The Queens Zoo animal care staff have named the cubs Brienne and Benny and will continue to monitor their health and development.
“These little cubs are tremendous ambassadors for their species,” said Scott Silver, Queens Zoo Director. “Andean bears are rarely seen in the wild so it’s extremely special to have an opportunity to watch cubs grow. Guests will also learn about our efforts to protect Andean bears in the wild.”
Andean bears are the only bear species native to South America. They’ve been nicknamed the “spectacled bears” because of markings on their face that sometimes look like glasses.
The cubs were born to parents Nicole, aged six, and Bouba, aged eight, in January.
Bouba came to Queens from Bioparc de Doue la Fontainein in France to breed with Nicole, who was born at the Smithsonian’s National Zoo in Washington, DC and came to the Queens Zoo in 2015. This is the second time the pair has produced offspring at the Queens Zoo, and these cubs were two of only four Andean bears born in zoos worldwide in the past year.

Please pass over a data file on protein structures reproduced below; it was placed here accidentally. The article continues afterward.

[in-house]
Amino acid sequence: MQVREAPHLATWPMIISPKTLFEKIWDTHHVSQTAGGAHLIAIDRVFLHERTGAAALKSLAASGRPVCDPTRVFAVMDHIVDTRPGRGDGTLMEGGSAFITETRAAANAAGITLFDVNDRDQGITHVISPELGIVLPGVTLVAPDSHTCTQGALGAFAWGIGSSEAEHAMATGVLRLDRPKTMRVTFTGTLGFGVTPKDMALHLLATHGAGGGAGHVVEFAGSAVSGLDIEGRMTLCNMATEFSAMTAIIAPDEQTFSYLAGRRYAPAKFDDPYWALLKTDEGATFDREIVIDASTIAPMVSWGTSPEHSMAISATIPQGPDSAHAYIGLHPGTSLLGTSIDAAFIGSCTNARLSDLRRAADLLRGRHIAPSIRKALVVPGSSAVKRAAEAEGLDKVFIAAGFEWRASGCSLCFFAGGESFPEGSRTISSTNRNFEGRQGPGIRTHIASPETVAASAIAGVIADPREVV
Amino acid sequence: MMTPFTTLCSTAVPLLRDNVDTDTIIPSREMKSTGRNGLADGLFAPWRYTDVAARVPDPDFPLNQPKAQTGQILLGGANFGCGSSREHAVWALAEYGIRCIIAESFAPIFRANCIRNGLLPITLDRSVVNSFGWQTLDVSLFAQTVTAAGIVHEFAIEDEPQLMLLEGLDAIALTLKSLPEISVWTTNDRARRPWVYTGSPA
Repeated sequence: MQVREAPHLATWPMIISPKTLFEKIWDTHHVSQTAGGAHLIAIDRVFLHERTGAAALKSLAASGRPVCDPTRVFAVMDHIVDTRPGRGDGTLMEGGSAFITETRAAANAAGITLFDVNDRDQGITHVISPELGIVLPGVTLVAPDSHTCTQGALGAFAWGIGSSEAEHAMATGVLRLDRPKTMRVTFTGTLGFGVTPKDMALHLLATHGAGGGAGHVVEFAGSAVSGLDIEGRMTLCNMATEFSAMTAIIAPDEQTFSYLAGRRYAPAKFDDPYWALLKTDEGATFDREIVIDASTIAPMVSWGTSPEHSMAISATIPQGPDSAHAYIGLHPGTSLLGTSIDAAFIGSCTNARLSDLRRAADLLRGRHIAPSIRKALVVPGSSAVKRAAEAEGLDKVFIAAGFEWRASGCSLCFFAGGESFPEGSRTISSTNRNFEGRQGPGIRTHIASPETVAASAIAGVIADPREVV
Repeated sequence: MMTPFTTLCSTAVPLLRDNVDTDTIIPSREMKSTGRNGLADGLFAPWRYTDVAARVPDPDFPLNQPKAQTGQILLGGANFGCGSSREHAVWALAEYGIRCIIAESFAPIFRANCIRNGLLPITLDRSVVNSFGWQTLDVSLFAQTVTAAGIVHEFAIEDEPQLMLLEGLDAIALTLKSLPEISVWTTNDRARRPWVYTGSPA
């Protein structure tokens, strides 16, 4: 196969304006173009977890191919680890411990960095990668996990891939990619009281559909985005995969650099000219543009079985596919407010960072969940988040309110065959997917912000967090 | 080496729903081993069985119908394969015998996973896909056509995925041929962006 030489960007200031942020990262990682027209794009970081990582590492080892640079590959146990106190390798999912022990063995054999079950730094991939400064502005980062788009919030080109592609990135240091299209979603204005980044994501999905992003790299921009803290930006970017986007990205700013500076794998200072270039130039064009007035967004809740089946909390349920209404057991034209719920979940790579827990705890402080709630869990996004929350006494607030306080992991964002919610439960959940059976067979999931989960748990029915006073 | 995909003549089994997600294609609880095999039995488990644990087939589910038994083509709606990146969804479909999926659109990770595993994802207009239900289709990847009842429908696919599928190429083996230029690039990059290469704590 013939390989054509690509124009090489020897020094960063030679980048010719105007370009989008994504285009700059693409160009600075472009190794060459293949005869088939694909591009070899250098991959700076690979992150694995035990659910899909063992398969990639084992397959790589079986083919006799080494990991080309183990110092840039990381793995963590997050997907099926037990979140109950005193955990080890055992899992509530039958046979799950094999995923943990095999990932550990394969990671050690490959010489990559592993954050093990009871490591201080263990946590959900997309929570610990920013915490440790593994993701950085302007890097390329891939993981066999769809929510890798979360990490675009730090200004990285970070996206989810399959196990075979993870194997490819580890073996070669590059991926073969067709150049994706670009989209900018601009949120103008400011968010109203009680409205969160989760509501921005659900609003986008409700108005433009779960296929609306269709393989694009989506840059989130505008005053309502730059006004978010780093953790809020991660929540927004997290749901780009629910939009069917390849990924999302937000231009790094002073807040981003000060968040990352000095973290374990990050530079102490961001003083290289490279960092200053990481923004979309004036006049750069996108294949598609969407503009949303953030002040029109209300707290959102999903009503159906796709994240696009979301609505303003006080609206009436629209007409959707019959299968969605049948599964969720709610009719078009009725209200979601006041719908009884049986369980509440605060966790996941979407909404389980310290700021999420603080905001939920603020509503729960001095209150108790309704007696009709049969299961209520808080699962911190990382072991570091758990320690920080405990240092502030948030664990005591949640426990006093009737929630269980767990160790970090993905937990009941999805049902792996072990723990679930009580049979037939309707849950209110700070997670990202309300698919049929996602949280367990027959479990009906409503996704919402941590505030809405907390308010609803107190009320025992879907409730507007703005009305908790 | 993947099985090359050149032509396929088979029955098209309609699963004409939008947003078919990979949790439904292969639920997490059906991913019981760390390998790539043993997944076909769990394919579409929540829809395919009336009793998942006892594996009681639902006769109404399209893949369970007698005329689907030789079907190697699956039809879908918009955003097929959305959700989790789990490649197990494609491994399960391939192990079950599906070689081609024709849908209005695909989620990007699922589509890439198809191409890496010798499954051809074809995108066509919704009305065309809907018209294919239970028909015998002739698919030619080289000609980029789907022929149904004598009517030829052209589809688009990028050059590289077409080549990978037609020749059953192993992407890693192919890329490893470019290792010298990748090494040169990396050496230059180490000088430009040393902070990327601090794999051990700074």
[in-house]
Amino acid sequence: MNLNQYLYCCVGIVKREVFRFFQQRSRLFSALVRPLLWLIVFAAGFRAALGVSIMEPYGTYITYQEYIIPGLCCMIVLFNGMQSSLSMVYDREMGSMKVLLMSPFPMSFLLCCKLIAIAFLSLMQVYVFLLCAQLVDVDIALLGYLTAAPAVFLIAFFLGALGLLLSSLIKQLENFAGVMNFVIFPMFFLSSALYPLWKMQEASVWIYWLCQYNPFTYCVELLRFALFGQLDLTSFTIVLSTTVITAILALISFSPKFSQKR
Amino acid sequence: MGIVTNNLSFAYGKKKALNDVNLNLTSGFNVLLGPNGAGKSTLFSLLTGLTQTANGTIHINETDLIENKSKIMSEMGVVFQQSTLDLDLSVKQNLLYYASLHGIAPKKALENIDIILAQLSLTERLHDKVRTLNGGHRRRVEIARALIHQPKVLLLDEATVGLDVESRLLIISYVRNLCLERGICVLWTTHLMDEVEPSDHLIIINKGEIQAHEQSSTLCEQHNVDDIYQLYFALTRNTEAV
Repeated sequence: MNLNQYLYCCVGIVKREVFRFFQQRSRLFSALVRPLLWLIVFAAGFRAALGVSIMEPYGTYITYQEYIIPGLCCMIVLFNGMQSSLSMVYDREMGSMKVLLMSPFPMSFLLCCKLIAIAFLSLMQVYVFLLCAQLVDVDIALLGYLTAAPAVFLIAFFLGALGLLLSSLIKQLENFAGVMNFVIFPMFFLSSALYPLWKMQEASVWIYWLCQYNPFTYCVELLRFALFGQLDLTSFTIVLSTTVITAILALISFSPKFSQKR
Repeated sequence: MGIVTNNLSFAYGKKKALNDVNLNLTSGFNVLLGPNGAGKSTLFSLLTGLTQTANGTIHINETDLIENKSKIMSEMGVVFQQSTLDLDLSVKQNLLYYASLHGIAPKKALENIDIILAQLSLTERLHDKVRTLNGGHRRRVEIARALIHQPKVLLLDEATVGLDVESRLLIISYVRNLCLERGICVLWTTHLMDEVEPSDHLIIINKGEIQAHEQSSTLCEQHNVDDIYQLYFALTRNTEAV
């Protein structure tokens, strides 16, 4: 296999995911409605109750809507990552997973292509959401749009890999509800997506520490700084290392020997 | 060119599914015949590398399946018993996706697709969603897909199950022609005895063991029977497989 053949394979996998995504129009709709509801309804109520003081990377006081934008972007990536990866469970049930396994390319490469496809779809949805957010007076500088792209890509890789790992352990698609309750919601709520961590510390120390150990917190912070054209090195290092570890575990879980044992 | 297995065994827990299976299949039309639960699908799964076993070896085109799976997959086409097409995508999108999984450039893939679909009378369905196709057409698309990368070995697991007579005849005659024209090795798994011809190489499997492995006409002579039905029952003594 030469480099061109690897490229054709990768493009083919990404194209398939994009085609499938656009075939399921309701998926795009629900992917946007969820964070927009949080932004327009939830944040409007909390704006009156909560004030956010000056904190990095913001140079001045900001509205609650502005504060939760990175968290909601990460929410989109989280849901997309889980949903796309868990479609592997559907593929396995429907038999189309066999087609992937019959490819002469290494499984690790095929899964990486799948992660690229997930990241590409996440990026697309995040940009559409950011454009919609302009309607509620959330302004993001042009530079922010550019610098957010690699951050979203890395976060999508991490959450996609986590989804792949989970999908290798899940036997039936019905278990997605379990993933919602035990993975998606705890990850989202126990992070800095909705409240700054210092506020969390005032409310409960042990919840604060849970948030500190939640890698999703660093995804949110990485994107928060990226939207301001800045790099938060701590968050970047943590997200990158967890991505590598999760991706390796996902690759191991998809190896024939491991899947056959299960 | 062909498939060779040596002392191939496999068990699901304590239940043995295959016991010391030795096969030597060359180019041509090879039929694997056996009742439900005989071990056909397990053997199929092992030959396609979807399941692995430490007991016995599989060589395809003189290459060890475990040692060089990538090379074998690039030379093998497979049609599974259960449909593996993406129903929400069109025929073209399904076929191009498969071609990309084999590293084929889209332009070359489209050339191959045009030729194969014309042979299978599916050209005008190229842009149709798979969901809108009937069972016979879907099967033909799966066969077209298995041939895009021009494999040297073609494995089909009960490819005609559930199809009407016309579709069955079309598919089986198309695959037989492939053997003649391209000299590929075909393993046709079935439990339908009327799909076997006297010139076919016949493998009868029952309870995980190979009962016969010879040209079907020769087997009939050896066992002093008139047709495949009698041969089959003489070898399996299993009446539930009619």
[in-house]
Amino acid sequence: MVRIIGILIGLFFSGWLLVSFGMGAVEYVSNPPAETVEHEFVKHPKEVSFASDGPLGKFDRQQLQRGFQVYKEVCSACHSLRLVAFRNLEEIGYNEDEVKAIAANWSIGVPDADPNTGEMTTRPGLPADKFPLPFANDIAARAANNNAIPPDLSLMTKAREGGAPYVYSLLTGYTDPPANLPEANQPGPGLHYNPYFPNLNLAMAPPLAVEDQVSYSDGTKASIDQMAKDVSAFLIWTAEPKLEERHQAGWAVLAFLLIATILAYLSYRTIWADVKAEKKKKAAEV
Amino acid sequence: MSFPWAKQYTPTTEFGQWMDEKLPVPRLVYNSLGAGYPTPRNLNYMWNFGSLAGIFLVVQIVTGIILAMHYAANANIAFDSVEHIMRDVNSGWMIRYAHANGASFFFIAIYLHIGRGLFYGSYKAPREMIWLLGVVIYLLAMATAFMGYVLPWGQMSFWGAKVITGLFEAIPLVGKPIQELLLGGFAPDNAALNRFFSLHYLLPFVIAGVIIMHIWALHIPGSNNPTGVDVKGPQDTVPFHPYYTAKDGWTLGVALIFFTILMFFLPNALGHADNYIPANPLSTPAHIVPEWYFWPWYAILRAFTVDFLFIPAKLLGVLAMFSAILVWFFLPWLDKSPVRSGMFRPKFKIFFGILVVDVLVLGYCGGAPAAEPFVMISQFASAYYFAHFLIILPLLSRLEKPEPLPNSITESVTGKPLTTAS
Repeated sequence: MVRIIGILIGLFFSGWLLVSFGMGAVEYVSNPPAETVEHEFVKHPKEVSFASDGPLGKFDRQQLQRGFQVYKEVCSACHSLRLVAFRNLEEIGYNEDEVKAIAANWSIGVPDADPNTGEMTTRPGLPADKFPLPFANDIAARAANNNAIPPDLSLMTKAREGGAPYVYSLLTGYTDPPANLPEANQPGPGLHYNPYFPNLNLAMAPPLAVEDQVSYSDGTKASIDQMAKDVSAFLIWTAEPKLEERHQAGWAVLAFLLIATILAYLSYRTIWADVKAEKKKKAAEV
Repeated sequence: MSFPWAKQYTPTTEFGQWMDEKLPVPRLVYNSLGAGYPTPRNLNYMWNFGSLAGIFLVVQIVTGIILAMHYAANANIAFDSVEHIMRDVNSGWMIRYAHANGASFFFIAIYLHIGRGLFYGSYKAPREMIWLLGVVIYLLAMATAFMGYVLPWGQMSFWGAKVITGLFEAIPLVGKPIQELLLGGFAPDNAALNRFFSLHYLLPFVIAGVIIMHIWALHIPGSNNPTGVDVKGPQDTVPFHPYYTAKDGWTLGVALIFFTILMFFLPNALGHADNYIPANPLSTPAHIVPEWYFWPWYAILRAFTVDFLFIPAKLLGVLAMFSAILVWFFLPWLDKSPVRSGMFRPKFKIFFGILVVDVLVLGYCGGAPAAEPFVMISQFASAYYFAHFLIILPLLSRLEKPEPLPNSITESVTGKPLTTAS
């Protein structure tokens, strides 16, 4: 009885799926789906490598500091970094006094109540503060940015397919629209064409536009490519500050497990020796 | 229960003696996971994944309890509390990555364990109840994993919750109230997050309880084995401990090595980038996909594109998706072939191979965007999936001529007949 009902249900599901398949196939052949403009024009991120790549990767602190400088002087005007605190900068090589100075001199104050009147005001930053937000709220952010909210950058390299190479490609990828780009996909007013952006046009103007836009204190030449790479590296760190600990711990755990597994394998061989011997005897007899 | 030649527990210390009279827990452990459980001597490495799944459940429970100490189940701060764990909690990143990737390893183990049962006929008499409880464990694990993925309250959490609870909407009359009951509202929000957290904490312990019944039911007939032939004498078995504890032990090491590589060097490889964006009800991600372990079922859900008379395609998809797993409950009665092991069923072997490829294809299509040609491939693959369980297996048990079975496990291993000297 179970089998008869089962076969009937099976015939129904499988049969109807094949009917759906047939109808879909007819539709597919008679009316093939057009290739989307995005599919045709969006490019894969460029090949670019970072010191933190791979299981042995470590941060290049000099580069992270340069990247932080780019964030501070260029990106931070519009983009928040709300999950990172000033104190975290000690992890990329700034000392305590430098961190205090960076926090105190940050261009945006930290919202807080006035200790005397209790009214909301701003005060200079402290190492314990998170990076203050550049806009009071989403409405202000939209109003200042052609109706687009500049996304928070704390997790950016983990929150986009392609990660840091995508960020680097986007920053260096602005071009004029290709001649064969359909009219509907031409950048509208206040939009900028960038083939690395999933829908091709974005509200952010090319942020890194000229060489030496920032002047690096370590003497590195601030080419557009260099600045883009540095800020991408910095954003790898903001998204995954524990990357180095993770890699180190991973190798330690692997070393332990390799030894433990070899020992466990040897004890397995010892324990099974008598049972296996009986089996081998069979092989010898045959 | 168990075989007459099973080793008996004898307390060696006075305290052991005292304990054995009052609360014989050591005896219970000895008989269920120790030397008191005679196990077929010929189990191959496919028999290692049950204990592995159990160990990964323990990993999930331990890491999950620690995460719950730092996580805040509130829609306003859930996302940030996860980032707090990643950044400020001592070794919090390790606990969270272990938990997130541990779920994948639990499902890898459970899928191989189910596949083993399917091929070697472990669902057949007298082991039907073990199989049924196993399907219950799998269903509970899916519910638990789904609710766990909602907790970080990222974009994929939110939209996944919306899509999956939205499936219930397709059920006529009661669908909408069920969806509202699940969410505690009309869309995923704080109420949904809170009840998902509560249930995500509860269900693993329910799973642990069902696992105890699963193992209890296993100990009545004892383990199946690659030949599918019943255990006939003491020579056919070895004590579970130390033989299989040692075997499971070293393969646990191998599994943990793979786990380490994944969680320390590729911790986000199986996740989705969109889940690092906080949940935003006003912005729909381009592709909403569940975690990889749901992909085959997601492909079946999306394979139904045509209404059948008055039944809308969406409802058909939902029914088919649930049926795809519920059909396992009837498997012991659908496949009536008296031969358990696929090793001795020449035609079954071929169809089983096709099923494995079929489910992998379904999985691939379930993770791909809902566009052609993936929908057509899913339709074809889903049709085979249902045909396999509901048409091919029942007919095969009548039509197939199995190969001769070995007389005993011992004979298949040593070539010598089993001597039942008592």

After spending a few weeks in a den bonding with their mother, the cubs have now started venturing out into the outdoor exhibit. The amount of time the cubs spend in the exhibit each day will vary until they become acclimated to it.
Andean bears have characteristically short faces and are relatively small in comparison to some other bear species. As adults, males weigh between 250 to 350 pounds while adult females rarely exceed 200 pounds.
According to the International Union for the Conservation of Nature (IUCN), Andean bears are classified as vulnerable. Estimates indicate that there are fewer than 18,000 remaining in the wild.
The Queens Zoo is breeding Andean bears as part of the Species Survival Plan, a cooperative breeding program designed to enhance the genetic viability and demographic stability of animal populations in zoos and aquariums accredited by the Association of Zoos and Aquariums (AZA).
There are currently only 39 Andean bears in AZA-accredited zoos and only six potentially viable breeding pairs in the SSP population.
(photos by Julie Larsen Maher)